autotest-all: --require features --require lib --format progress features
autotest: --require features --require lib features  
default: --format pretty
html: --format html --out features.html

Remember that you need AUTOFEATURE=true for autospec to include cucumber features. See Running Features and Autotest Integration for more info.

For autospec, change autotest in the above block to autospec:

autospec-all: --require features --require lib --format progress features
autospec: --require features --require lib features  
default: --format pretty
html: --format html --out features.html

Special tags

There are two special tags you can use to change how Cucumber runs your scenarios

@no-txn

By default all scenarios will run within a database transaction that is rolled back at the end. However, scenarios tagged with @no-txn will run without a transaction. This can be useful when you have to deal with Browsers and Transactions. Beware that this will leave data in your database after that scenario, which can lead to hard-to-debug failures in subsequent scenarios. If you use this, we recommend you create a Before block that will explicitly put your database in a known state, for example using DatabaseCleaner

@allow-rescue

Scenarios tagged with @allow-rescue will cause Rails to rescue all errors and render error pages, more or less in the same way your application would behave in the default production environment. It’s not recommended to do this for all of your scenarios, as this makes it hard to discover errors in your application.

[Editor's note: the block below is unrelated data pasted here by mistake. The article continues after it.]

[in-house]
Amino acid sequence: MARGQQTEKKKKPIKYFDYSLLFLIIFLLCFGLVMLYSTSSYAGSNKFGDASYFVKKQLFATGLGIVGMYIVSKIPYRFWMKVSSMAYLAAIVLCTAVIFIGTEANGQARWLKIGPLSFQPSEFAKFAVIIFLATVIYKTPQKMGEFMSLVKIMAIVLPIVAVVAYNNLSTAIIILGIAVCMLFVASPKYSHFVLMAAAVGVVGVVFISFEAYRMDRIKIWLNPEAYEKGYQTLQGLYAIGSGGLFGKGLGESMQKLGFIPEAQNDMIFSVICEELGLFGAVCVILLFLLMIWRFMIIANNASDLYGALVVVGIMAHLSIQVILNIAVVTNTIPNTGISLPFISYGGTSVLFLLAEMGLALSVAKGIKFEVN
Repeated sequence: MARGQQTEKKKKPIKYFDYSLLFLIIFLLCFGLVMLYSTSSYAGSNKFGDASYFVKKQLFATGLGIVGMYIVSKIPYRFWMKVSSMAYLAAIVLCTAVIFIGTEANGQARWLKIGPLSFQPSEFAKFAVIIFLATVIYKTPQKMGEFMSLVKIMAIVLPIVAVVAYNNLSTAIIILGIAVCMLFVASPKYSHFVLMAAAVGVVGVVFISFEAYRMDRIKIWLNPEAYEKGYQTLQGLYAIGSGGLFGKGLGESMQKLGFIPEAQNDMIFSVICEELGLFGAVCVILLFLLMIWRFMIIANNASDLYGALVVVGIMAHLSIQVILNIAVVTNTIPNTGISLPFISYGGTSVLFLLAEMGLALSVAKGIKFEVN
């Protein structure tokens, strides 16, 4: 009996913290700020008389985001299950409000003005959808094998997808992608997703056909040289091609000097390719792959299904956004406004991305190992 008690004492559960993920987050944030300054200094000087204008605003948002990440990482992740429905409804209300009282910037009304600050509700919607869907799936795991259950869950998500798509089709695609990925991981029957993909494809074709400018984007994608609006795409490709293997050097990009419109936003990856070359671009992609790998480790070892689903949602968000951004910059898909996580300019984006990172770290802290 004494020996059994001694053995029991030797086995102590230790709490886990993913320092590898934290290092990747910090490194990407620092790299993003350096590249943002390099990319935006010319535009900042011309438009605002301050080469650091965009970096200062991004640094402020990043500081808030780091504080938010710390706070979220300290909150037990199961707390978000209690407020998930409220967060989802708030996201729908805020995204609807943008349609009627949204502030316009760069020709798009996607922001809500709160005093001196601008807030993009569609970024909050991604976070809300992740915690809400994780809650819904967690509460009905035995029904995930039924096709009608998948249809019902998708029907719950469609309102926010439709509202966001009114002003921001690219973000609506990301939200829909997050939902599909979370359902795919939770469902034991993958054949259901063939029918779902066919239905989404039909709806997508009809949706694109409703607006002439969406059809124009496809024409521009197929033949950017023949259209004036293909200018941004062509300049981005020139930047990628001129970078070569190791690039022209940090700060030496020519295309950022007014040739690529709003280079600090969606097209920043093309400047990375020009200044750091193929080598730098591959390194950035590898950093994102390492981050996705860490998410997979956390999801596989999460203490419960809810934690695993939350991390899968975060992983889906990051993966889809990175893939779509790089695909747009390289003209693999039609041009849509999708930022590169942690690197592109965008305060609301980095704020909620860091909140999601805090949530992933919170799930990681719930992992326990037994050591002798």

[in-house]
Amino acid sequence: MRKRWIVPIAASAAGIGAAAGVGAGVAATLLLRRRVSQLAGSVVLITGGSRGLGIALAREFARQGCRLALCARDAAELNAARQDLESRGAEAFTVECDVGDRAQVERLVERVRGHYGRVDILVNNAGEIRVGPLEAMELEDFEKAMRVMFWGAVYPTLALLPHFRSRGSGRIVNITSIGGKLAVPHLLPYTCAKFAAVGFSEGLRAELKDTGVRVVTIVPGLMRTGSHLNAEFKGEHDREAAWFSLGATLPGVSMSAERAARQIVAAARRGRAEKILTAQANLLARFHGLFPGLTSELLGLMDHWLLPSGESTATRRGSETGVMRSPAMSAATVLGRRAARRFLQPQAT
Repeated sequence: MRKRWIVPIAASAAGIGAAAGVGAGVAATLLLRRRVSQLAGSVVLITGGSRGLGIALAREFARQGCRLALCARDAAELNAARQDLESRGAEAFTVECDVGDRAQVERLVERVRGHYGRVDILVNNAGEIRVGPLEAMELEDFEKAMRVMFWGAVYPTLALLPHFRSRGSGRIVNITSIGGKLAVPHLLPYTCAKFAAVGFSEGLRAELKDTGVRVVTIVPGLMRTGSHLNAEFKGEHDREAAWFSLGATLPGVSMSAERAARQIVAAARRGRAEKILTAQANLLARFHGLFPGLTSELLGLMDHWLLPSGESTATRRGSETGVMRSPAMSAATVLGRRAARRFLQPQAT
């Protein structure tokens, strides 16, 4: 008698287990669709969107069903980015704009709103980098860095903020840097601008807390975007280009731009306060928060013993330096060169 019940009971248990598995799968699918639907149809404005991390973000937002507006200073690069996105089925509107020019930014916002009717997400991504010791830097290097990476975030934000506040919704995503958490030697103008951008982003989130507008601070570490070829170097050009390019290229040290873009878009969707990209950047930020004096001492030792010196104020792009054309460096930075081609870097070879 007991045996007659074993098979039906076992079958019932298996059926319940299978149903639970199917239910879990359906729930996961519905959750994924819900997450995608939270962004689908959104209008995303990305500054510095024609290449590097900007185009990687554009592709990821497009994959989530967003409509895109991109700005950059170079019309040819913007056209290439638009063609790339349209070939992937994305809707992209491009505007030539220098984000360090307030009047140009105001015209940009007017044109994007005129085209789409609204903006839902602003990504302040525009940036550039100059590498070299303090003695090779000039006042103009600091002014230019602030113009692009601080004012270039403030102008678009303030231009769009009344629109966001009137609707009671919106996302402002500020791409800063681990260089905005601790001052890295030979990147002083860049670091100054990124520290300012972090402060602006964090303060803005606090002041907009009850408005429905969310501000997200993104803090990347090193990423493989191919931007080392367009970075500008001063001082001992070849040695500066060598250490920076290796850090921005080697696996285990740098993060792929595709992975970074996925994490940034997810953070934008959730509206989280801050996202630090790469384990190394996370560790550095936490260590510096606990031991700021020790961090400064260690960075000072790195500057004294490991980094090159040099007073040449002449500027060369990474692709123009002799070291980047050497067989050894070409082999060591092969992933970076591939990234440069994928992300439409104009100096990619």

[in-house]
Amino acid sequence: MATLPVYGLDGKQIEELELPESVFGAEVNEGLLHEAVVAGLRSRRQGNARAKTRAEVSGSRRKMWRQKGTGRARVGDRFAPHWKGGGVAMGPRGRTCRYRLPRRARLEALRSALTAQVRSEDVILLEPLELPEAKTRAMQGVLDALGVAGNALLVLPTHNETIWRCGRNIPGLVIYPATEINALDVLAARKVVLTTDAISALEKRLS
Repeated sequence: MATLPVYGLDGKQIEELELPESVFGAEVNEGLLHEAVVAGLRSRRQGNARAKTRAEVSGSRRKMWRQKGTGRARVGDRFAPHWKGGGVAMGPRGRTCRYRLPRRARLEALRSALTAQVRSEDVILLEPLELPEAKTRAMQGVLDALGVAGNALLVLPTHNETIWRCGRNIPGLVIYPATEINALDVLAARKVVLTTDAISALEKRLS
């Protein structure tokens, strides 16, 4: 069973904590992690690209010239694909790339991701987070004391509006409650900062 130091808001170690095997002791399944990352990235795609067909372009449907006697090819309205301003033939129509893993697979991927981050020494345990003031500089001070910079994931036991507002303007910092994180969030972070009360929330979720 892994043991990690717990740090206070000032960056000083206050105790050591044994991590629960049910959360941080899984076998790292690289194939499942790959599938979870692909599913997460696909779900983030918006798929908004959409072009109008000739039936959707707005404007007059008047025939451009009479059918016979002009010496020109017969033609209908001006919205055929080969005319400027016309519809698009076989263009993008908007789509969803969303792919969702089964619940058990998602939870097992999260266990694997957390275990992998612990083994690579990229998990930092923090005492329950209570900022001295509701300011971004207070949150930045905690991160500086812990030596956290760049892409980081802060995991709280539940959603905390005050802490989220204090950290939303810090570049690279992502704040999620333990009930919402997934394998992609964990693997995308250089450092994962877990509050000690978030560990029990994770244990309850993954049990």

Controller and View spec redundancy

Since I recommend you verify outcomes (Then steps) by looking at the HTML, you might end up having some degree of redundancy with controller and view specs. I recommend you delete generated controller and view specs if you run into too much maintenance headaches and rely on the features instead. However, in some cases it can be handy to use them.

Authentication

Some guidance for authentication is provided below. It is recommended that a new user is created, rather than loaded through fixtures or etc.

In the .feature, use a phrase similar to Given a user is logged in as "markEmark", and add the following to your relevent step definitions.

Given /^a user is logged in as "(.*)"$/ do |login|
  @current_user = User.create!(
    :login => login,
    :password => 'generic',
    :password_confirmation => 'generic',
    :email => "#{login}@example.com"
  )

  # :create syntax for restful_authentication w/ aasm. Tweak as needed.
  # @current_user.activate! 

  visit "/login" 
  fill_in("login", :with => login) 
  fill_in("password", :with => 'generic') 
  click_button("Log in")
  response.body.should =~ /Logged/m  
end

Rails plugins

  • Courgette Rails engine (plugin) for Rails 2.x applications which makes your cucumber features files viewable through your browser
  • Cucumber Feature Manager Help to manage with big amount of features in project, demo